Nation Current Affairs 01 Jul 2016 Amaravati rich in mi ...

Amaravati rich in mineral deposits

DECCAN CHRONICLE. | PATRI VASUDEVAN
Published Jul 1, 2016, 8:01 am IST
Updated Jul 1, 2016, 8:01 am IST
Kohinoor diamond was found in Krishna basin: Mackenzie records.
A file photograph of the Kondapalli fort which falls under the geological formation of the new capital city Amaravati. (Photo: DC)
 A file photograph of the Kondapalli fort which falls under the geological formation of the new capital city Amaravati. (Photo: DC)

VIJAYAWADA: The studies carried out by the Geological Survey of India (GSI) have found out a different yardstick for Amaravati. Known for its rich geological significance, now Amaravati is under the keen observation of enthusiastic geologists across the state and even from abroad. The present capital region development area is already identified as a significant zone because of the extensive works carried out by the GSI. The GSI studies have found out three prominent geological formations culminating in the new capital city.

These are Precambrian rocks characterised by Khondalites and Charno-ckites trending north-east and south-west followed by Proterozoic kadapa rocks in the south. While, the north-eastern portion of kadapa is prominent in Guntur district, in the western part there are rocks belonging to Kurnool which are equivalent to Vindhyan group. Thus Amaravati is kno-wn to have the oldest Precambrian rocks, that is almost 3,000 million years old, and also relatively younger Proterozoic rocks, which are 600 million years, simultaneously in this zone. Interestingly, these two formations are followed by minor exposures of Gondwana rocks, which are 200 million years old.  The recent alluvium of Delta was also the outcome of these rocks. More explorations in these areas will certainly support the newly formed State’s economy, according to Professor L.S.N. Prasad. “The Chief Minister can concentrate on this aspect, which would be helpful for the state,” he observed.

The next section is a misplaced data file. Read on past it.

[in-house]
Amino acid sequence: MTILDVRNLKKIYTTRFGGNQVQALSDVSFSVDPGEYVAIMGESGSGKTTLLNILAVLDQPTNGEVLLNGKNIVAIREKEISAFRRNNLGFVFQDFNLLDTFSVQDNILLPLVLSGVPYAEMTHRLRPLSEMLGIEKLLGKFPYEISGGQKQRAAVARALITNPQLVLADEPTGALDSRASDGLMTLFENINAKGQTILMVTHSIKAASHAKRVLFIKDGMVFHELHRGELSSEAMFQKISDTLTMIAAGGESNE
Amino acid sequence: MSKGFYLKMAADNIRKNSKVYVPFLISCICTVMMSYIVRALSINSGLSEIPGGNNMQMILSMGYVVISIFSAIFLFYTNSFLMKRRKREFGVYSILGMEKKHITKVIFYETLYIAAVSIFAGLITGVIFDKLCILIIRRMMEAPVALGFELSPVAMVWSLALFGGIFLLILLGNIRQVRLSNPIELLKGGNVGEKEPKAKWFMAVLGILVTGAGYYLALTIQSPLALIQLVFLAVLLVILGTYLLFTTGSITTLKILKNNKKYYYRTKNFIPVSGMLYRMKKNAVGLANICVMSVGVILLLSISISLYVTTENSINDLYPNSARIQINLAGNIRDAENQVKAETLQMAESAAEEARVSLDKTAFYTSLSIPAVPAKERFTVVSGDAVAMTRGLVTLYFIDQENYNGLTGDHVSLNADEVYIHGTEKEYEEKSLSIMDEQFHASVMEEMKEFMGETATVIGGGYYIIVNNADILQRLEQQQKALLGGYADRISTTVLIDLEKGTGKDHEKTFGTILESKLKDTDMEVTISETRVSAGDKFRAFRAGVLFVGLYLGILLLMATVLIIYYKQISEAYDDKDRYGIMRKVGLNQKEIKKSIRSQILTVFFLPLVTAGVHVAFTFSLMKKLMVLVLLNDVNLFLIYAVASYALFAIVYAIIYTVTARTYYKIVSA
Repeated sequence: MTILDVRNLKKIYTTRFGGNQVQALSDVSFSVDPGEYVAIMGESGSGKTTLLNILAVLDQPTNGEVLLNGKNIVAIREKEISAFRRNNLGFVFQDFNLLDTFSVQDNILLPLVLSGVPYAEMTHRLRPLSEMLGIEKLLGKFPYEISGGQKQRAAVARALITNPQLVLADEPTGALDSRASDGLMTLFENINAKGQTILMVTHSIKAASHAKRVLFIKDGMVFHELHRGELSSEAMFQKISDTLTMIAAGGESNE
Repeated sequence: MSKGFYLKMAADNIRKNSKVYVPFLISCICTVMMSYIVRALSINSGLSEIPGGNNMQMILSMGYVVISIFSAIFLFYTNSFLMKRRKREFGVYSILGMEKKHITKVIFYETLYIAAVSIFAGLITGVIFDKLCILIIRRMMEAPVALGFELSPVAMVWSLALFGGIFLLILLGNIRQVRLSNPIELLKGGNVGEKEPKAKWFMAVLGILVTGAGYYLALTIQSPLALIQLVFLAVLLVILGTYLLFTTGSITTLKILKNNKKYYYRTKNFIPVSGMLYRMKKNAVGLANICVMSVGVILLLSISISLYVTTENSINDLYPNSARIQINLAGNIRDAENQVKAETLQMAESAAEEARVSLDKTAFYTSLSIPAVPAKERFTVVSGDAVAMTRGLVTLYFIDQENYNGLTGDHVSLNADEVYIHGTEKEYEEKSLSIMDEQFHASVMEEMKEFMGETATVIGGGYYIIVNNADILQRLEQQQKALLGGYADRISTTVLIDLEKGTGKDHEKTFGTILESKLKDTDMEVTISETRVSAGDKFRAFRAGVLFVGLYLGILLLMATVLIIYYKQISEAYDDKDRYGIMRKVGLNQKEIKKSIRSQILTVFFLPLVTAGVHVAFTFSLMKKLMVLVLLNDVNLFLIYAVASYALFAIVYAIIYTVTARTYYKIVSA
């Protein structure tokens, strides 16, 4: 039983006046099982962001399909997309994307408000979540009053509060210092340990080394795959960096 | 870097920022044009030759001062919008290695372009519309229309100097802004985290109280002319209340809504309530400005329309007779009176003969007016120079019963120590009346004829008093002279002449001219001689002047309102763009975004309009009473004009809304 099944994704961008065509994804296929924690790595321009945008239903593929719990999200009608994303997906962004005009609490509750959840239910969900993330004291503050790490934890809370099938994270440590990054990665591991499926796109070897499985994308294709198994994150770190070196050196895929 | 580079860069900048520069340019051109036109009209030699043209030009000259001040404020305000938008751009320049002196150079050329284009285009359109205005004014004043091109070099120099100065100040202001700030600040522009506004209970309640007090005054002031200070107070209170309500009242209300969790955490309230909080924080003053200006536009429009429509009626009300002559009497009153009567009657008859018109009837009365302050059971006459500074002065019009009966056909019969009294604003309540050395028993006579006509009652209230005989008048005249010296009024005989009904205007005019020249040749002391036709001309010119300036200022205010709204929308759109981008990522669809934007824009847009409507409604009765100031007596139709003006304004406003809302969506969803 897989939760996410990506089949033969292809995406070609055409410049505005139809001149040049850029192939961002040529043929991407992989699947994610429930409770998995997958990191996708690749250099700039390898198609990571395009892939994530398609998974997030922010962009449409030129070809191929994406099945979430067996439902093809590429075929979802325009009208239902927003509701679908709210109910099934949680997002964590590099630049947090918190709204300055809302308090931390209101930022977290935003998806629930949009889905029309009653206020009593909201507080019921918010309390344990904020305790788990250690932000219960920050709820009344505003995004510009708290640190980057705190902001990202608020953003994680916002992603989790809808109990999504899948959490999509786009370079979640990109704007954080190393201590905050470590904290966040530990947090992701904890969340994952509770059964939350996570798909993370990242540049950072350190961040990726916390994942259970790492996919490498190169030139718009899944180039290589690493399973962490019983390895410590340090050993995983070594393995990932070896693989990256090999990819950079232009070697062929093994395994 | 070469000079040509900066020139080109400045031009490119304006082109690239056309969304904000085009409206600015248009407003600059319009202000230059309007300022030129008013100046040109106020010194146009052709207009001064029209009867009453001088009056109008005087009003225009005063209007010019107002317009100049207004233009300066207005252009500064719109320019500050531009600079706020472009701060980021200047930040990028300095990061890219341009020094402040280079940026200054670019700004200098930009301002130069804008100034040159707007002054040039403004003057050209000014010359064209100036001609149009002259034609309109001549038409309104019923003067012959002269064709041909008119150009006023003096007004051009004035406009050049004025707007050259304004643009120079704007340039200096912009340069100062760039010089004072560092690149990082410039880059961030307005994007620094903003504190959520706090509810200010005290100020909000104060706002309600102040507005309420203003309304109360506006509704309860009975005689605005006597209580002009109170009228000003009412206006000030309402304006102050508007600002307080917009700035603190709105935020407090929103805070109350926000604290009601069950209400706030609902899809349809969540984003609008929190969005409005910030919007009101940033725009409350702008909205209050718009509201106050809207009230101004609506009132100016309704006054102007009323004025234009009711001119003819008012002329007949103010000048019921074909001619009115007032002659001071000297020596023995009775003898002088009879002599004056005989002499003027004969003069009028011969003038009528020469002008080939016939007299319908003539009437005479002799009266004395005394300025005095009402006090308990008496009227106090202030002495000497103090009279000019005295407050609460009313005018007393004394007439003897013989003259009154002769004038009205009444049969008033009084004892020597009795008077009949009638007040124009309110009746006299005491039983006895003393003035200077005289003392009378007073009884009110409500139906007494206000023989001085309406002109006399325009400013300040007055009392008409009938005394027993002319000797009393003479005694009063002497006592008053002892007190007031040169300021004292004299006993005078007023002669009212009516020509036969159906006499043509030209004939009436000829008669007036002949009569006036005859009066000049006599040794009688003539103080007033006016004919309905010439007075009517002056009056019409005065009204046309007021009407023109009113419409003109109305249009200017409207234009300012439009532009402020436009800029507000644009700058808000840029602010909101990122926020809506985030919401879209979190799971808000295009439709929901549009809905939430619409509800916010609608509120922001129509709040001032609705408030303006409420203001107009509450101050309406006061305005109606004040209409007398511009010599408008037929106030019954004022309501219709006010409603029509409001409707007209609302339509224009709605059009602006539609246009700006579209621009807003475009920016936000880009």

Geologically, Amaravati can be considered as the most important geological heritage site, the Precam-brian rocks were the host of ore mineral Chromite occurring near Konda-palli. The Proterozoic rocks of kadapa basin, which was exposed as Agnigundala belt near Vinukonda of Guntur district were known for base metal mineralisation like copper, lead and zinc sulphide. Similarly, in the western part of Bellamko-nda, the Kurnool rocks are famous which were historically known for Diamond occurrence. The world-famous Kohinoor diamond was supposed to be mined in the place called GaniKolluru (Gani-Coulour) during Nizam times.

 

The Kondapalli region in the Eastern Ghatsof  Andhra Pradesh consists of high-grade granulite facies rocks — charnockites, in which chromite occurs. Chromite is most important ore of Chromi-um which is used as the refractory metal and for the manufacture of Ferro Chrome Alloys. A number of mines near Kondapalli were active in mining for several years. Experts believe exploration is needed to locate more such deposits or extensions of this deposit.

The Kohinoor diamond was once the largest known diamond in the world. It originated in India. Most historians say that the diamond comes from the diamond mines of Golconda. Gordon Mackenzie who worked as the Collector of Krishna district towards the end of the 19th century, recorded in his ‘Manual of the Kistna District in the Presidency of Madras’ that the Kohinoor diamond was found in Gani-Kolluru mine on the banks of River Krishna.

 

The Vinukonda is famous for Copper, Lead and Zinc mineral sulphides belonging to Agnigundala Belt. Geologically they belong to North East portion of Cuddapah basin. Mining was done by Hindustan Zinc Ltd for several Years. Experts believe exploration is needed to locate more such deposits or extensions of this deposit.

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